Monthly Archives: May 2011

Lest We Forget: Memorials on Memorial Day

John F Kennedy:

…I have, therefore, chosen this time and place to discuss a topic on which ignorance too often abounds and the truth too rarely perceived. And that is the most important topic on earth: peace. What kind of peace do I mean and what kind of a peace do we seek? Not a Pax Americana enforced on the world by American weapons of war. Not the peace of the grave or the security of the slave. I am talking about genuine peace, the kind of peace that makes life on earth worth living, and the kind that enables men and nations to grow, and to hope, and build a better life for their children — not merely peace for Americans but peace for all men and women, not merely peace in our time but peace in all time.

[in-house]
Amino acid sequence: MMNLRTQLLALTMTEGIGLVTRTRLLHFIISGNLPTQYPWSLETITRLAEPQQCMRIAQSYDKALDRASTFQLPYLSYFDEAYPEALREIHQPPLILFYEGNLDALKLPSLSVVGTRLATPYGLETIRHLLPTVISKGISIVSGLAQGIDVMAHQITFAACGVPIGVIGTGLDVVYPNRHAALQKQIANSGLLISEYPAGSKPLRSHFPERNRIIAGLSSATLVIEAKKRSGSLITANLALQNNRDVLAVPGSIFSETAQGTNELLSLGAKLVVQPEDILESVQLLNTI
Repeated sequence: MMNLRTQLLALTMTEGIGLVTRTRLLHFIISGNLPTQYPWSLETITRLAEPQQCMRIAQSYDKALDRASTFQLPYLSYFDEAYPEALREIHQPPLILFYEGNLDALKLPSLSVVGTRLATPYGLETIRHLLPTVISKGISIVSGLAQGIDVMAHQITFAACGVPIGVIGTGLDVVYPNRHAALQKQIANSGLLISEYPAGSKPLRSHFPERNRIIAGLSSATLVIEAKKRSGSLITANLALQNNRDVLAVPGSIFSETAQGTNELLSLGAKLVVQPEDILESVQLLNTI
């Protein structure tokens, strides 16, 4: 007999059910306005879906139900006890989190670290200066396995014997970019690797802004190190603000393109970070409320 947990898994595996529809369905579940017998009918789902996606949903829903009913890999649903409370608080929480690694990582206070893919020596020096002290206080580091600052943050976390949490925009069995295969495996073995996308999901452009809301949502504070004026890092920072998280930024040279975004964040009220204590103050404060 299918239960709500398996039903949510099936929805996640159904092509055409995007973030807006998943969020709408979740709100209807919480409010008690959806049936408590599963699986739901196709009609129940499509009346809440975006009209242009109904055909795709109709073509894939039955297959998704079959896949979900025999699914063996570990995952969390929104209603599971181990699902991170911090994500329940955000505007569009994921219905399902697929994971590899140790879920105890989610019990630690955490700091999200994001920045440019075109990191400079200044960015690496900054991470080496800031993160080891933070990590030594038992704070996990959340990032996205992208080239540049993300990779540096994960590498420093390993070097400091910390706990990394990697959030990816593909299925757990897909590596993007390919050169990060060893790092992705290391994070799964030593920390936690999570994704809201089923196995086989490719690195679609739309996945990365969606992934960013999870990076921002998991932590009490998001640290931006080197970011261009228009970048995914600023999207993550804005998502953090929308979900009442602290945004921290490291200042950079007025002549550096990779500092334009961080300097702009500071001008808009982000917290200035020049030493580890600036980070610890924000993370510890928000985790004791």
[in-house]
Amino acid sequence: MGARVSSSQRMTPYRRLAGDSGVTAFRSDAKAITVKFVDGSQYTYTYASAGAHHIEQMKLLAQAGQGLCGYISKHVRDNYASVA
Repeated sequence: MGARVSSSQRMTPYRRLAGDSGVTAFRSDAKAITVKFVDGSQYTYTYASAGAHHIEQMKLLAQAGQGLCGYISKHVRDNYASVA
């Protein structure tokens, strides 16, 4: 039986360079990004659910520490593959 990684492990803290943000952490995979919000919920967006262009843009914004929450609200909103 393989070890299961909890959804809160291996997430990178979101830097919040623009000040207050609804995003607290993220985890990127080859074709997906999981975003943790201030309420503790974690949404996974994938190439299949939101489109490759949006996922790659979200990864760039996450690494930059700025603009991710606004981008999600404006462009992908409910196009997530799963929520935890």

I speak of peace because of the new face of war. Total war makes no sense in an age where great powers can maintain large and relatively invulnerable nuclear forces and refuse to surrender without resort to those forces…. It makes no sense in an age when the deadly poisons produced by a nuclear exchange would be carried by wind and water and soil and seed to the far corners of the globe and to generations yet unborn….

I speak of peace, therefore, as the necessary, rational end of rational men. I realize the pursuit of peace is not as dramatic as the pursuit of war, and frequently the words of the pursuers fall on deaf ears. But we have no more urgent task….